What should a kid not miss at Comic-Con 2012?
July 1, 2012 11:47 AM   Subscribe

What events would you take a five-year-old to at San Diego Comic-Con this year?

I'm taking my five-year-old son to Comic-Con this year. It's the first time for both of us. He's got a healthy interest in superheroes, cartoons, movies, books, etc. He watches mainly PBS kids shows with almost no broadcast TV but he's seen every major kid or family-fun movie released in the last 30 years. He has a big imagination. He draws constantly. He's into puppets and puppeteering, as in, he knows all the major Sesame Street and Muppets puppeteers by name, voice, and characters. He also makes his own puppets, in his own fashion. He's pretty much your demo model for a healthy, interesting kid. We let him consume media above his age level -- for examples, he's seen five of the six Star Wars movies multiple times and just saw The Avengers.

But the Comic-Con schedule is massive and I've never been before. I've looked through it and found things that could be very good but I've got a fear of missing out. So, can you recommend events, panels, demos, screenings, activities, etc., that would be good for a kid like that, from age five to 12? If there's a chance of a poster or little gewgaws or other kinds of kid-oriented swag to take home, that's good, too.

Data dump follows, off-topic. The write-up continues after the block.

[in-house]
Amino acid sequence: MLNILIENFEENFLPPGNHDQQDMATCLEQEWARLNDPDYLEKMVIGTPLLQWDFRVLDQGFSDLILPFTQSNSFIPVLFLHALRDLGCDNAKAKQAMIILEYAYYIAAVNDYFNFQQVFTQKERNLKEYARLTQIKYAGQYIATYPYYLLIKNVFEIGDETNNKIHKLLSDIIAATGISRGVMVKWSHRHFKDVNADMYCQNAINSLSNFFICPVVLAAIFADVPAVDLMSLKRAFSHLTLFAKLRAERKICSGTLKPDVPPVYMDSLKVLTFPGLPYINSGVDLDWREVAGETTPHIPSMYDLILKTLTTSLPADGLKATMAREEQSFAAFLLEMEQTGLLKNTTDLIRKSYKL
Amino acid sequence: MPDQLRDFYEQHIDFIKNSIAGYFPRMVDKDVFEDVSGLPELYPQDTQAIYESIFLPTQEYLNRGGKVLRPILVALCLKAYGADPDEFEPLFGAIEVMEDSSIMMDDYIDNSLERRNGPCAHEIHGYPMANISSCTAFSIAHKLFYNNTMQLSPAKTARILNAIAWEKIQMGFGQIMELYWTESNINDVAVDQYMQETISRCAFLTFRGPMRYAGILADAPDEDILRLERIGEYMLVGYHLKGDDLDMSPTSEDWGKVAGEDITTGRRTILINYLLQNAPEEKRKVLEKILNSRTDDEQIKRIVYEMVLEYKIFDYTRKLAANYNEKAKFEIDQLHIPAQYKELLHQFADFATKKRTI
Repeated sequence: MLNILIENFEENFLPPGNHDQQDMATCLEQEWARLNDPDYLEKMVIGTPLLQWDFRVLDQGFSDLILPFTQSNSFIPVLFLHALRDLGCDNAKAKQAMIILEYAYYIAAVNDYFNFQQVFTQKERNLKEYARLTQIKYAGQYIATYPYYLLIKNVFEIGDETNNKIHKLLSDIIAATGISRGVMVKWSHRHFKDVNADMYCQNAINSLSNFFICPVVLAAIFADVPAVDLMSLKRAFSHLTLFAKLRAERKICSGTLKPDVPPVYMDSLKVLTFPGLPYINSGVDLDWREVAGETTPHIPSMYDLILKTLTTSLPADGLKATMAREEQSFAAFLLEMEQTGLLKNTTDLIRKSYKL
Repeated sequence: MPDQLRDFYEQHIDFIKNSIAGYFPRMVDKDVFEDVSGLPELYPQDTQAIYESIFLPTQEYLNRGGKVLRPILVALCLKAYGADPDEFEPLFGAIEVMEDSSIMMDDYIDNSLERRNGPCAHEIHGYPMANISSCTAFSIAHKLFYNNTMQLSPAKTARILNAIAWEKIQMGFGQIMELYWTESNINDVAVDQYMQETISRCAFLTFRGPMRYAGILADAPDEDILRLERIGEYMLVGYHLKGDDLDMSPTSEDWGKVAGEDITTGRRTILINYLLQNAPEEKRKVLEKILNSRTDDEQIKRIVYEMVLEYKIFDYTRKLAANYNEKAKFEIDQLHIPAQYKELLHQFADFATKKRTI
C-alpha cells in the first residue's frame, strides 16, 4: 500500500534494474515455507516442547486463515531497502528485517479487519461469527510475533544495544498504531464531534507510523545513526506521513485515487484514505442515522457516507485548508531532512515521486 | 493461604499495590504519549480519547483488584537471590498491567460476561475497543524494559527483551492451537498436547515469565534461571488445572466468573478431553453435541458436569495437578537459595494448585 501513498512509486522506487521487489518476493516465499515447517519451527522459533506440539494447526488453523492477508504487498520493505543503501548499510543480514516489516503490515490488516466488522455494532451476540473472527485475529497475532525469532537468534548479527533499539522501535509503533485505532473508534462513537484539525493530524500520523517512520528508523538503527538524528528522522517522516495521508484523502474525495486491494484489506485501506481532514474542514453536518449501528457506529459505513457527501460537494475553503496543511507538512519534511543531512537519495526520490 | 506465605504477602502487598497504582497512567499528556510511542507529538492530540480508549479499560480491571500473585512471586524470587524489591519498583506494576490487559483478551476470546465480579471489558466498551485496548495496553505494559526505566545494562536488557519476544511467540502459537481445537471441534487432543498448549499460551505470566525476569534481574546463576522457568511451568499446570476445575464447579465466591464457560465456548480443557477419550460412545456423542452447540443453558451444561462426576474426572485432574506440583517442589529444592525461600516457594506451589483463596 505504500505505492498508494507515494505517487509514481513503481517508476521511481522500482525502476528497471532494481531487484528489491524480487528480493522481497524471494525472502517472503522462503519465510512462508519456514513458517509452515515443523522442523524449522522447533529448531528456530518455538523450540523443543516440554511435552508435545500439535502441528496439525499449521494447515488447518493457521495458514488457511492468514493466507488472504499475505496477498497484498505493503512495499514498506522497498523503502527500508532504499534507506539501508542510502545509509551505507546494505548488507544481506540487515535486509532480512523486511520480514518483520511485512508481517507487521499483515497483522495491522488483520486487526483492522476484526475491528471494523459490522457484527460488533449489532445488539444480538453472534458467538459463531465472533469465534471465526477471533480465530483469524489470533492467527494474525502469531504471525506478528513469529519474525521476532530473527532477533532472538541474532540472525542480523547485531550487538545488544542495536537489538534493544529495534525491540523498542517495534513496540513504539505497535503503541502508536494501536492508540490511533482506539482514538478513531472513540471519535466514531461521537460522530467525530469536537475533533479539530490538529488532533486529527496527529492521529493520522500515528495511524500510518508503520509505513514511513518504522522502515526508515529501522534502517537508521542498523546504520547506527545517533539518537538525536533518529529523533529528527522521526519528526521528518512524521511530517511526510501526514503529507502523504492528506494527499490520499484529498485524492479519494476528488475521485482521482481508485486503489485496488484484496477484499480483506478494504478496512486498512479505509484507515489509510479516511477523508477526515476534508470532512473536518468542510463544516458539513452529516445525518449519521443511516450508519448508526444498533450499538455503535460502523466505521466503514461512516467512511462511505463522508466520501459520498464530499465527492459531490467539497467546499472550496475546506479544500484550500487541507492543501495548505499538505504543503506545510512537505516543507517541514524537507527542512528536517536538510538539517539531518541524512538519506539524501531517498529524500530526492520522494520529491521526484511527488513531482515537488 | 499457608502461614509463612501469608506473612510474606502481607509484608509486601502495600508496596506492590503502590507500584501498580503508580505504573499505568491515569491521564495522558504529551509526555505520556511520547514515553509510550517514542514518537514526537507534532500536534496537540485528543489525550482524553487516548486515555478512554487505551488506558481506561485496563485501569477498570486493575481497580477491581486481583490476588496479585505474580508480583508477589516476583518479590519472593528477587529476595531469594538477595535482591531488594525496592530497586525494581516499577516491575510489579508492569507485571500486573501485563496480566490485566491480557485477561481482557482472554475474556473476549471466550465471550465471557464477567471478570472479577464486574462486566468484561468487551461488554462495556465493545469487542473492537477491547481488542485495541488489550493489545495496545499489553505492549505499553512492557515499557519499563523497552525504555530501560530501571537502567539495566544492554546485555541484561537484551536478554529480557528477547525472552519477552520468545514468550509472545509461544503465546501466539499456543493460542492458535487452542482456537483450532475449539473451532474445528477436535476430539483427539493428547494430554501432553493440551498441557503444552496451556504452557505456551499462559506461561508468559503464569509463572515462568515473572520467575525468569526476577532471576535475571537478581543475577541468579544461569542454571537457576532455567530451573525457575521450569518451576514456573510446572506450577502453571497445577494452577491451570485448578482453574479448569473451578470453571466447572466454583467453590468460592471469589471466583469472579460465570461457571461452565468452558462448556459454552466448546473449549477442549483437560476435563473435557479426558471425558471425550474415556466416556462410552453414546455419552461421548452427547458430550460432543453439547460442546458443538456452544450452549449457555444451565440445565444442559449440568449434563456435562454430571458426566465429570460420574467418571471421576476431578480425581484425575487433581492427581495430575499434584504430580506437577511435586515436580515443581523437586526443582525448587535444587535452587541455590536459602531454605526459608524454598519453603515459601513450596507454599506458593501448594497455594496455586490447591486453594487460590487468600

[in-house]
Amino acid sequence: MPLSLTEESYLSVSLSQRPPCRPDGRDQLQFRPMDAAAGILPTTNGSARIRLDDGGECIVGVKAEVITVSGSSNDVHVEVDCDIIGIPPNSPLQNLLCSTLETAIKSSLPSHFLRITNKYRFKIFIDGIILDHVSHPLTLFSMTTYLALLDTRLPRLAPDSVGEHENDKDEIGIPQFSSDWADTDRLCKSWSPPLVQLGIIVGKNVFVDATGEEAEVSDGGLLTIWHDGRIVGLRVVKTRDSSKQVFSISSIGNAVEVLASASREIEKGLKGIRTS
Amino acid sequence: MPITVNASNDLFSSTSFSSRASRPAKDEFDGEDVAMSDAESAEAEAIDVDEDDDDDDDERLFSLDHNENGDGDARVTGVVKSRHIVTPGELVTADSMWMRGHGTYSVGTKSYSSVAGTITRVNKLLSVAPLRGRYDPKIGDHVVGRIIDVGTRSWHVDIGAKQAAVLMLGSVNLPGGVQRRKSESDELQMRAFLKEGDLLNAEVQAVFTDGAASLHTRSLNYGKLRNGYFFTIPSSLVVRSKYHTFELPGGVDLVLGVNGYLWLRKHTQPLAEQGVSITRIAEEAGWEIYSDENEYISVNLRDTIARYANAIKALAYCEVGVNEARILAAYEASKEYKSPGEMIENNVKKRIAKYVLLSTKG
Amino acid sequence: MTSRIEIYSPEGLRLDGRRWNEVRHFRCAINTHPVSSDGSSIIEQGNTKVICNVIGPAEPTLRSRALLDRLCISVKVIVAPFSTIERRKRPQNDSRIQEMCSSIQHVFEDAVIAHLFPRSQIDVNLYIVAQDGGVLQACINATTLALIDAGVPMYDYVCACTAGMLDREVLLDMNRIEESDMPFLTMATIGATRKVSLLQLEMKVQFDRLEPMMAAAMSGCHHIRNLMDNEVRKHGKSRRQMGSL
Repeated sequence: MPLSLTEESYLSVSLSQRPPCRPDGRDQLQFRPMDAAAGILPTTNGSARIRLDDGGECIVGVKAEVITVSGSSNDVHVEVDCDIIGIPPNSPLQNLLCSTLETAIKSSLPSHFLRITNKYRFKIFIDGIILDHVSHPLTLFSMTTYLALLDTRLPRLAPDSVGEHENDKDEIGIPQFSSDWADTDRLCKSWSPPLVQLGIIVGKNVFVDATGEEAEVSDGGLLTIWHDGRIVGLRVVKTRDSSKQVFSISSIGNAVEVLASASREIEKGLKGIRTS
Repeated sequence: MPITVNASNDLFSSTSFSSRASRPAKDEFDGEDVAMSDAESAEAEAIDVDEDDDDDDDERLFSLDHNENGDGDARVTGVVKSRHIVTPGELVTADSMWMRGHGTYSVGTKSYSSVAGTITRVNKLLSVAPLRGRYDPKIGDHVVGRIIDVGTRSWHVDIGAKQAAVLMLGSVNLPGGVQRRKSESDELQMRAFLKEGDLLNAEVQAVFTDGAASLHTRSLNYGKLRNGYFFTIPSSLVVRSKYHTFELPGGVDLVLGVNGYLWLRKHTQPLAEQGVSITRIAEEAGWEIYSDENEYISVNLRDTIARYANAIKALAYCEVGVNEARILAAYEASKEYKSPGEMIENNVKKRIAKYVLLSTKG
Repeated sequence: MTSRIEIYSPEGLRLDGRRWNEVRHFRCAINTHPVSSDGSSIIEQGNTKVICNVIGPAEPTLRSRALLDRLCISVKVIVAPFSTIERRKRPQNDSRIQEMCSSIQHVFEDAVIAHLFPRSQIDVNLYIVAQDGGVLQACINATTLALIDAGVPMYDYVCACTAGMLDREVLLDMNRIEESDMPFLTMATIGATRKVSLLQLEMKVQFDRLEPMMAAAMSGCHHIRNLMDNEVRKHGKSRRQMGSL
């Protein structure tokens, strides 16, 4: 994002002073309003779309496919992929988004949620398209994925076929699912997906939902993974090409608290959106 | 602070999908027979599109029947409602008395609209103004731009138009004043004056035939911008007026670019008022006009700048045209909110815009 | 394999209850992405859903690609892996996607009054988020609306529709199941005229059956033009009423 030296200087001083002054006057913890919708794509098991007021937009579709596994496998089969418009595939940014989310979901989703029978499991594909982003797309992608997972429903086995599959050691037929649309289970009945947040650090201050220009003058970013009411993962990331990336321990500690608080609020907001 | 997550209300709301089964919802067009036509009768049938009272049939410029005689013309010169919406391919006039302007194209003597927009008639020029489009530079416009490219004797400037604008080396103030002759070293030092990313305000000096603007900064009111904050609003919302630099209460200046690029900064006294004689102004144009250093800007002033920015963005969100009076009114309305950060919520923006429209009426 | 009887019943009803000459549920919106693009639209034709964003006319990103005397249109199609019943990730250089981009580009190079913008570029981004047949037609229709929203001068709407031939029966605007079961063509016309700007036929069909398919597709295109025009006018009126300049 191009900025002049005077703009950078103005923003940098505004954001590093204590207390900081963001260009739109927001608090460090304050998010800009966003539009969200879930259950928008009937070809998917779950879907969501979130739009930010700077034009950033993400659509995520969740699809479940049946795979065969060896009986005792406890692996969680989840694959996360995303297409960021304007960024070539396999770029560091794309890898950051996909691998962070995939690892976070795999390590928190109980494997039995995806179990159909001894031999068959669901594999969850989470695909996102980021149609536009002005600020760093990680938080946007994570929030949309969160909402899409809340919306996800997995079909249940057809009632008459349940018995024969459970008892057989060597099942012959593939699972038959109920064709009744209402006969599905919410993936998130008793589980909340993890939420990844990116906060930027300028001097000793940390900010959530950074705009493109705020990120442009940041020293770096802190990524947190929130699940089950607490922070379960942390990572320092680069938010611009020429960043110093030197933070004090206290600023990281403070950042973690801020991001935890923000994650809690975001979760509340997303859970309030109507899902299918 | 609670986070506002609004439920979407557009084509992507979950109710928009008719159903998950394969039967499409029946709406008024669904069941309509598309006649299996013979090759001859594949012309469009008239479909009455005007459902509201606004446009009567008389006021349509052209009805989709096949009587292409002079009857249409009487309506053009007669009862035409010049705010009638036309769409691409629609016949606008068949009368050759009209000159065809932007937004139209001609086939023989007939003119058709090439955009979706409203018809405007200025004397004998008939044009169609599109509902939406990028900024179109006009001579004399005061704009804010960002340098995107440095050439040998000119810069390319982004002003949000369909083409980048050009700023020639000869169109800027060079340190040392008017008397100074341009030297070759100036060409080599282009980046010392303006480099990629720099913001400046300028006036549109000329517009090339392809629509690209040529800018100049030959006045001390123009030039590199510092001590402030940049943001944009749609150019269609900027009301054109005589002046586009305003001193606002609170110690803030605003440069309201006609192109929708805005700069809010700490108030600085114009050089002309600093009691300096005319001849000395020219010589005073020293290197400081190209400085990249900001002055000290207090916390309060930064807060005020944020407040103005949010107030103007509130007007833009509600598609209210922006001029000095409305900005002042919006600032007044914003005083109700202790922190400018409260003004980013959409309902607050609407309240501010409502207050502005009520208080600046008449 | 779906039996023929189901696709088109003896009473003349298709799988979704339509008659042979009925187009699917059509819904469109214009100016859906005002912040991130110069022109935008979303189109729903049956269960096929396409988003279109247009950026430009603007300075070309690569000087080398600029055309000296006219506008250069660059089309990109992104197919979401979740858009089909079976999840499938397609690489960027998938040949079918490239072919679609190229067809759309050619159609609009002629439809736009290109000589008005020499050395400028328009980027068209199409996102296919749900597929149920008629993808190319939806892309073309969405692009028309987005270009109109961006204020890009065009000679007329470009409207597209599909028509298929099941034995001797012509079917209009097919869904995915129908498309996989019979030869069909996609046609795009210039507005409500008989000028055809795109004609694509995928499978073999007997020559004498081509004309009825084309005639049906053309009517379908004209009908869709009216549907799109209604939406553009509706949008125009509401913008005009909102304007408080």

I realize lines and waiting are a part of it. We are perfectly happy doing something kind of half-lame if it means doing it right away with little or no waiting, instead of doing a lot of waiting for something super great. Think like a "now now now now" kid rather than a "your rewards will come in time" adult. He doesn't have a preconception of what's cool or what the other kids think he should be viewing or reading, beyond knowing the "big names" among superheroes.
posted by Mo Nickels to Sports, Hobbies, & Recreation (9 answers total) 2 users marked this as a favorite
Best answer: My primary bit of advice for anyone attending SDCC for the first time, regardless of age, is this: you cannot do everything. You are going to miss out on lots and lots of stuff. That's okay. Please don't drive yourself crazy trying to pack everything into your schedule, because it's impossible, and the effort will make you really unhappy. Absolutely go through the program book ahead of time and highlight things that look interesting (the grids are your friends in this departments) but think of them as a list of potential options, rather than a to-do list.

I would definitely concentrate on explicitly kid-centric programming, of which there is a great deal, particularly on Sundays. The panels that tend to have extra long lines are those that have prestigious guests or sneak-peaks at unreleased material, and you might be surprised at how crowded a panel for a "kids" show on Nickelodeon or a former Muppeteer might be. In general, though, if a panel or workshop labels itself as a "For Kids" activity, it shouldn't be too crazy.